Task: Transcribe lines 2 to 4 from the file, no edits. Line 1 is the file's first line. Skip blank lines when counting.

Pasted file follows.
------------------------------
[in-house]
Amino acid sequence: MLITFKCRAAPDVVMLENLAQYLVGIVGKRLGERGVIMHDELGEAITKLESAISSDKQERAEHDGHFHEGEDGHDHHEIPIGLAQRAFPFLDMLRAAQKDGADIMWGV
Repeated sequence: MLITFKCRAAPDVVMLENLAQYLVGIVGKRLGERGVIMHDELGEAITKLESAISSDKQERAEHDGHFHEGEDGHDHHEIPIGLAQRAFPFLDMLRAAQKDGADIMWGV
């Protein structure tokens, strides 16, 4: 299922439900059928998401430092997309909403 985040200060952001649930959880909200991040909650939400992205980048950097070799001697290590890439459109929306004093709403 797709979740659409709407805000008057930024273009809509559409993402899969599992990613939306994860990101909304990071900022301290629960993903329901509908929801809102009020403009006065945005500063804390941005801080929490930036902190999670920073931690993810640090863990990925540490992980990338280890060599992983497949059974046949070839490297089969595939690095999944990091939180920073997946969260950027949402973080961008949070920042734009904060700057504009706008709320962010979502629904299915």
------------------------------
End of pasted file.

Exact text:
Amino acid sequence: MLITFKCRAAPDVVMLENLAQYLVGIVGKRLGERGVIMHDELGEAITKLESAISSDKQERAEHDGHFHEGEDGHDHHEIPIGLAQRAFPFLDMLRAAQKDGADIMWGV
Repeated sequence: MLITFKCRAAPDVVMLENLAQYLVGIVGKRLGERGVIMHDELGEAITKLESAISSDKQERAEHDGHFHEGEDGHDHHEIPIGLAQRAFPFLDMLRAAQKDGADIMWGV
């Protein structure tokens, strides 16, 4: 299922439900059928998401430092997309909403 985040200060952001649930959880909200991040909650939400992205980048950097070799001697290590890439459109929306004093709403 797709979740659409709407805000008057930024273009809509559409993402899969599992990613939306994860990101909304990071900022301290629960993903329901509908929801809102009020403009006065945005500063804390941005801080929490930036902190999670920073931690993810640090863990990925540490992980990338280890060599992983497949059974046949070839490297089969595939690095999944990091939180920073997946969260950027949402973080961008949070920042734009904060700057504009706008709320962010979502629904299915």